Disasters drive premiums rise
BUSINESSES and homeowners are bracing for double-digit rises in insurance premiums as the big underwriters seek to recoup losses from a string of catastrophes over the past 18 months.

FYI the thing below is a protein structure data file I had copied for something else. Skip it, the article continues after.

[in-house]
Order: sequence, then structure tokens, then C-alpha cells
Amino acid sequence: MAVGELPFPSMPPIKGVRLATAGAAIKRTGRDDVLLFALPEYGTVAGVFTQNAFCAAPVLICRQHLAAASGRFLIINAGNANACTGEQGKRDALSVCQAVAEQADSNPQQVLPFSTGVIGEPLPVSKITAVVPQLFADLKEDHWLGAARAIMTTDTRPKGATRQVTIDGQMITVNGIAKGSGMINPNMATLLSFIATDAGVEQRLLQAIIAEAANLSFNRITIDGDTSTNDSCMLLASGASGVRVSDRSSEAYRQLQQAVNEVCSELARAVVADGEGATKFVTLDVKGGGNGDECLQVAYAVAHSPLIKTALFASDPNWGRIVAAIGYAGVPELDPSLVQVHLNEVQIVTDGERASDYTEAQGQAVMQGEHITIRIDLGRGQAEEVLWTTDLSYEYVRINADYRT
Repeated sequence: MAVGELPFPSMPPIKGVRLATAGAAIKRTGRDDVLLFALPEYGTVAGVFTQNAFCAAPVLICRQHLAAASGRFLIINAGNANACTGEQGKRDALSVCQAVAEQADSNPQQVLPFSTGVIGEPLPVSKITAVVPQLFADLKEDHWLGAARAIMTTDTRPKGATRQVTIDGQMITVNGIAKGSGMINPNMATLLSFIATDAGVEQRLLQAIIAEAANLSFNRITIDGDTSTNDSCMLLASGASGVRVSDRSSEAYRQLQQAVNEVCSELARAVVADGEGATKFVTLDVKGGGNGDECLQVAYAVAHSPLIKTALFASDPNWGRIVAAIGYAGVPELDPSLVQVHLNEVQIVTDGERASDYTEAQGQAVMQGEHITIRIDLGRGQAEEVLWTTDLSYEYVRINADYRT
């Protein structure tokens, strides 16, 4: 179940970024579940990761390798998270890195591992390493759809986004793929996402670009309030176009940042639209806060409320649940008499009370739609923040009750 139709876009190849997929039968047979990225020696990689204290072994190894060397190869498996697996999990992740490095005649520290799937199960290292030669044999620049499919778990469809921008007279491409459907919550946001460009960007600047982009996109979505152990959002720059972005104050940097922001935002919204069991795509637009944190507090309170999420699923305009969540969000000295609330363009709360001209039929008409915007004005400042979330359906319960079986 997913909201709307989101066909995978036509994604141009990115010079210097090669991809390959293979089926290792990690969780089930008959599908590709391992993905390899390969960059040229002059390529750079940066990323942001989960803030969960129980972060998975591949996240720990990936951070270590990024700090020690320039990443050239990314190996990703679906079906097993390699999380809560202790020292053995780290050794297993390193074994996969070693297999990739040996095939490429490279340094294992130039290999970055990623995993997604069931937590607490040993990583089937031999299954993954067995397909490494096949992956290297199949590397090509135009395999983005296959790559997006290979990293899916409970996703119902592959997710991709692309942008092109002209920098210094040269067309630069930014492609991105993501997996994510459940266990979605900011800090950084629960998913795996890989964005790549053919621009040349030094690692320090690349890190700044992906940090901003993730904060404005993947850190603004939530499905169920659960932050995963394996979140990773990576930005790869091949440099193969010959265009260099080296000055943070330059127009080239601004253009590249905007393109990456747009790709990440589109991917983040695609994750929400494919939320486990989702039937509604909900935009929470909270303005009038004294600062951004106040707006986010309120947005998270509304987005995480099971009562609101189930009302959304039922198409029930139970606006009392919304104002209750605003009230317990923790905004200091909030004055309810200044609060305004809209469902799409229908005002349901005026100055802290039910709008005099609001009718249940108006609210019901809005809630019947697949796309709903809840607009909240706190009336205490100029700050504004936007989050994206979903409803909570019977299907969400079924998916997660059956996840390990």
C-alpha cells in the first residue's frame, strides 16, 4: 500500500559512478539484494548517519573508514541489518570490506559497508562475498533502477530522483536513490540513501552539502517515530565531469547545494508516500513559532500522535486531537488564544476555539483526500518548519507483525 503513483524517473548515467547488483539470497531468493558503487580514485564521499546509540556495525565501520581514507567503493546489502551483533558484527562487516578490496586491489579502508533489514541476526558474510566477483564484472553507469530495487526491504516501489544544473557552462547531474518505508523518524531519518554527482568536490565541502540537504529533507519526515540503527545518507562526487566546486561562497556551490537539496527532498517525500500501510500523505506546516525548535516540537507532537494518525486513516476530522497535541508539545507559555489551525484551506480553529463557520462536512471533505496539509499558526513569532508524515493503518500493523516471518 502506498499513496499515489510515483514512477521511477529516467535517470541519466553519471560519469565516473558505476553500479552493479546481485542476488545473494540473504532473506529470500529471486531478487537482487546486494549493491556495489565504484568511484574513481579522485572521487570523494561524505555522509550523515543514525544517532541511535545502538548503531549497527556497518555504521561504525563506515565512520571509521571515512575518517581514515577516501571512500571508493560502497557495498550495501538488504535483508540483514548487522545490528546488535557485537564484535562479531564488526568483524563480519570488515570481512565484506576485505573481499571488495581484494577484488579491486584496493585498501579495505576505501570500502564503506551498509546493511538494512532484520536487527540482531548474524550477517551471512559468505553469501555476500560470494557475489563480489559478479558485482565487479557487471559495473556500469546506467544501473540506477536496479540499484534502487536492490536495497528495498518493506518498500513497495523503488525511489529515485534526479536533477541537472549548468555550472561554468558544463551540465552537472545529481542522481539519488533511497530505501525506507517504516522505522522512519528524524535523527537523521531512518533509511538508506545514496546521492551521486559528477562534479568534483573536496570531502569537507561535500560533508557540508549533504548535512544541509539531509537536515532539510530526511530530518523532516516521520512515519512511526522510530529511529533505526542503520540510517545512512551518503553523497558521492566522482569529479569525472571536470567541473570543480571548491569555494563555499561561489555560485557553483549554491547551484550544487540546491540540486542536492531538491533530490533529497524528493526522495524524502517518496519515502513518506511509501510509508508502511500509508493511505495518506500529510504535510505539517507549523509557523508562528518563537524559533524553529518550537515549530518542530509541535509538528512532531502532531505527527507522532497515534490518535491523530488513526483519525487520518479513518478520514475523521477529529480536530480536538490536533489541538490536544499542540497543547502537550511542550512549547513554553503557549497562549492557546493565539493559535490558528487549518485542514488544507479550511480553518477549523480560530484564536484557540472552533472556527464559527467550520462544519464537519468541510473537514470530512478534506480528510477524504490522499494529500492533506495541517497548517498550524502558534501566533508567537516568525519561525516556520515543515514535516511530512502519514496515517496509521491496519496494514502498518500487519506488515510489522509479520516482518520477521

BUSINESSES and homeowners are bracing for double-digit rises in insurance premiums as the big underwriters seek to recoup losses from a string of catastrophes over the past 18 months.Players such as Suncorp, Insurance Australia Group and QBE Insurance are keen to pass on price increases from their reinsurers, with the Pacific region now widely regarded as a riskier place to do business.The global reinsurance industry has been pushing through dramatic rises in premiums after being hit with as much as $US100 billion in losses ranging from floods in Australia to deadly earthquakes in Japan, New Zealand and Chile.Reinsurance is bought from global insurers to protect against large, natural catastrophe losses. While it is often the biggest single expense for general insurers, it is crucial for them to cap the cost of payouts.Insurance broker Marsh said in a briefing to clients that for most businesses the latest financial year's renewals period had resulted in premium rates ranging from 7.5 per cent to 20 per cent for most classes of property and public-liability insurance."In a number of cases, adverse loss history pushed rates significantly higher, especially for businesses that were located in Queensland, and for those that had suffered losses exceeding $10 million arising from the Queensland flood, cyclone Yasi or Christchurch earthquakes," Marsh said.Its assessment came as brokerage JPMorgan said average increases for home insurance were up 10 per cent, matching a similar rise a year earlier. JPMorgan's own survey of the market has found that commercial premiums for small to mid-sized businesses have risen as much as 15 per cent."These rate increases combined with a wind-back in policy terms and conditions suggests an industry seeking to recoup losses related to recent catastrophes, reinsurance increases and reinstatement costs," said JPMorgan's Siddharth Parameswaran.One of Australia's biggest insurers, Suncorp, recently locked in $5.8 billion of reinsurance protection for payouts linked to disasters. While Suncorp declined to disclose a figure, it is believed its reinsurance premiums are up as much as 50 per cent.